Until we adopted our little Talley, all our cats were barn cats. They were all adopted to live in our barn because they were considered “unadoptable” for some reason or other. Some have been feral, others were just not people-oriented, and others had behavior problems that no one could fix. One and all, they had issues that made life indoors as a pet more cruel than kind. So they came to us.
We provide basic veterinary care, food, and shelter to these cats, and in exchange their presence keeps rodents away. But not all feral cats are lucky enough to have a safe place to shelter when winter turns ugly.
In this week’s Pet Connection newspaper feature, my writing partner, Kim Campbell Thornton, and I dig into the many ways animal lovers can create and provide shelter for feral cats in their community or neighborhood. These methods are simple and inexpensive (or free!), and can mean the difference between life and death for a cat in winter.
They can also make it possible for those who work to spay/neuter and vaccinate these cats, to reduce illness and overpopulation, to more easily trap the kitties.
If you have unowned cats near you, and have wondered how they’ll get through the winter, please take a look at the information we’ve pulled together, and share it with your family, friends, and neighbors!
Out of the Cold: Keep community cats comfortable and safe during winter’s chill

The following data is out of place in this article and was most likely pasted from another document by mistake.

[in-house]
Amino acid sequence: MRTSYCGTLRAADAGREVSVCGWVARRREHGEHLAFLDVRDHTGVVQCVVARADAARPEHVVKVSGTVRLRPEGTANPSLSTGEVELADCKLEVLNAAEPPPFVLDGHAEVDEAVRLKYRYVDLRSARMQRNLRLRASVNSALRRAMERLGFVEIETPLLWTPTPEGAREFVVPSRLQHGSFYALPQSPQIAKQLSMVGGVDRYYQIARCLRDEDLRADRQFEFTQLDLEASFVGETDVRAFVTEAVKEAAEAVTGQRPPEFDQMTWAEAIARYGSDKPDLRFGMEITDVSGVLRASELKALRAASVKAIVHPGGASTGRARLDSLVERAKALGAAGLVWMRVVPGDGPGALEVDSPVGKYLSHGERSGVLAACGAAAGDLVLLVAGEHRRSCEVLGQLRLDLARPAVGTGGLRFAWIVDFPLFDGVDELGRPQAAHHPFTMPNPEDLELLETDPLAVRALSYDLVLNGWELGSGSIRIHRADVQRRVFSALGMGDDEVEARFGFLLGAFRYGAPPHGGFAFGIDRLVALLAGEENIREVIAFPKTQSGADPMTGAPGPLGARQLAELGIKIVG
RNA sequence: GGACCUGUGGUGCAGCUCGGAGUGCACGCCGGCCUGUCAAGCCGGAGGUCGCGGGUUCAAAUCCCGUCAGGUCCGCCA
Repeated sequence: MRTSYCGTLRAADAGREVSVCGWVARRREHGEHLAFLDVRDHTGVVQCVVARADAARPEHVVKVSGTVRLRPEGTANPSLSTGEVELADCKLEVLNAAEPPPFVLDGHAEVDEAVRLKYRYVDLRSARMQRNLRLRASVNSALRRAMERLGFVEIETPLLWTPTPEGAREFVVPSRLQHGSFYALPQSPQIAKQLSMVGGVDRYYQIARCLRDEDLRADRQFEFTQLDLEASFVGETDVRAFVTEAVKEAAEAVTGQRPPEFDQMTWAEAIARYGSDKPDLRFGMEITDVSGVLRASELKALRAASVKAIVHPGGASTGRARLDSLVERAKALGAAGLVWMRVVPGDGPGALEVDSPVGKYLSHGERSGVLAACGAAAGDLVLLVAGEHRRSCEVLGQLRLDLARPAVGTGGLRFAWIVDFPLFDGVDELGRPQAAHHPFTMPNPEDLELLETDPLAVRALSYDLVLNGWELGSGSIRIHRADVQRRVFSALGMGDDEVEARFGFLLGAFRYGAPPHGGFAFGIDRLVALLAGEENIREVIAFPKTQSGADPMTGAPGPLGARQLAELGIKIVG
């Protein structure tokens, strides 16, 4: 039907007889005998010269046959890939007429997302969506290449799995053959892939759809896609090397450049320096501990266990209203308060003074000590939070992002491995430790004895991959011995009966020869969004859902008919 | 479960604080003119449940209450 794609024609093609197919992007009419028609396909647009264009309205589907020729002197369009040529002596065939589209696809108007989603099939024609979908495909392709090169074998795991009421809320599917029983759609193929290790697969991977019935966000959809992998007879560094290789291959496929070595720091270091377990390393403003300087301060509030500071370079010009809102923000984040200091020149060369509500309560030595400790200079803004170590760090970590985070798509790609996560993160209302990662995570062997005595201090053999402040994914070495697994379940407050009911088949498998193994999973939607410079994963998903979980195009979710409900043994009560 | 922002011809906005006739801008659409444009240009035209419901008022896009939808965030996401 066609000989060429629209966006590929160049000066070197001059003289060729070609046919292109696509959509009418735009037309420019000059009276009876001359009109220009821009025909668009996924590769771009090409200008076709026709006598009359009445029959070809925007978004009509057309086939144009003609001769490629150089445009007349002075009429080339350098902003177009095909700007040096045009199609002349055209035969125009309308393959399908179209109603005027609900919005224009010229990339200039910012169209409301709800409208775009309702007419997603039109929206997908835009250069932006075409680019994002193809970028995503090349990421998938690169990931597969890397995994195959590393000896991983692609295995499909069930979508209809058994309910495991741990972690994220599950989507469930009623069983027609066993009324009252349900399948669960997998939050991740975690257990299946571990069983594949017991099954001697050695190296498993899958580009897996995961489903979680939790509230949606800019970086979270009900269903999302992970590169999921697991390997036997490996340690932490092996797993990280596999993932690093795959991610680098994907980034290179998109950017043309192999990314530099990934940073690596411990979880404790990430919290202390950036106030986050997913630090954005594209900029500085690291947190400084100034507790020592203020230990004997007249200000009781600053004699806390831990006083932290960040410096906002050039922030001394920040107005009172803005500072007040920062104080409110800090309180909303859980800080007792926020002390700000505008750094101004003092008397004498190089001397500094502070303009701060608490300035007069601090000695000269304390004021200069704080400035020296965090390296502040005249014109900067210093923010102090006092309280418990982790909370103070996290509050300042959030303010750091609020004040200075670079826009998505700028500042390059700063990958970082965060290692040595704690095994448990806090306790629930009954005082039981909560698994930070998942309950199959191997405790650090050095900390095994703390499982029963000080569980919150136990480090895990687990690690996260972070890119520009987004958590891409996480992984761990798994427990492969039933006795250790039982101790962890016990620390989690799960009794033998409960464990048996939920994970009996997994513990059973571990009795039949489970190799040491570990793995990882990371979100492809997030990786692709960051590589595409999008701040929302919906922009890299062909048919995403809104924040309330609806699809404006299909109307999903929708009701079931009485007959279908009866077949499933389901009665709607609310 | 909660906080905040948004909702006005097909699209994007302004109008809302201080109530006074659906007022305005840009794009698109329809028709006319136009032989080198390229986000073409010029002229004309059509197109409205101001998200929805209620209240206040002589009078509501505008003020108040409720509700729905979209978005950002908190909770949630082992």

The more my life is full of blessings, the more moved I am by all those who extend their compassion to animals.
I went to the Bonners Ferry United Methodist Church the other day. This church is sacred to us; it’s where my wife, Teresa, and our children were baptized, where my wife went to Sunday school, where we were married, and where Teresa’s Dad’s funeral services were held. It has a wonderful minister and we love the church family there.
I got to church late (too many animals to take care of!), and I noticed a church regular had snuck out the back door of the fellowship hall and was putting out some food for what looked like stray cats. I smiled and then starting thinking about how veterinarians like me often invisibly wink or have a sly grin when someone brings a cat into our practice and says something like, “It’s not really my cat, it’s just a stray that I feed.”
Many people have fed this cat for 10 years but if they didn’t see the kitten come out of his mother’s womb, or the cat doesn’t live inside the house, they somehow don’t think of it as “their” cat.
And yet, these kind souls will be out there in all kinds of weather, making sure the cat — who they often can’t even pet or pick up! — has enough to eat and is warm and protected from storms.
They find a way to bring the cat to me for veterinary care.
They even often offer this same care to neighborhood cats who might loosely belong to someone else, or several famlies.
This holiday season, I want to give heartfelt thanks and praise for everyone who has ever gone out of their way to feed and spay/neuter feral cats, to rescue a sick or injured animal, or call authorities when they’ve witnessed animal abuse. You are my heroes, one and all!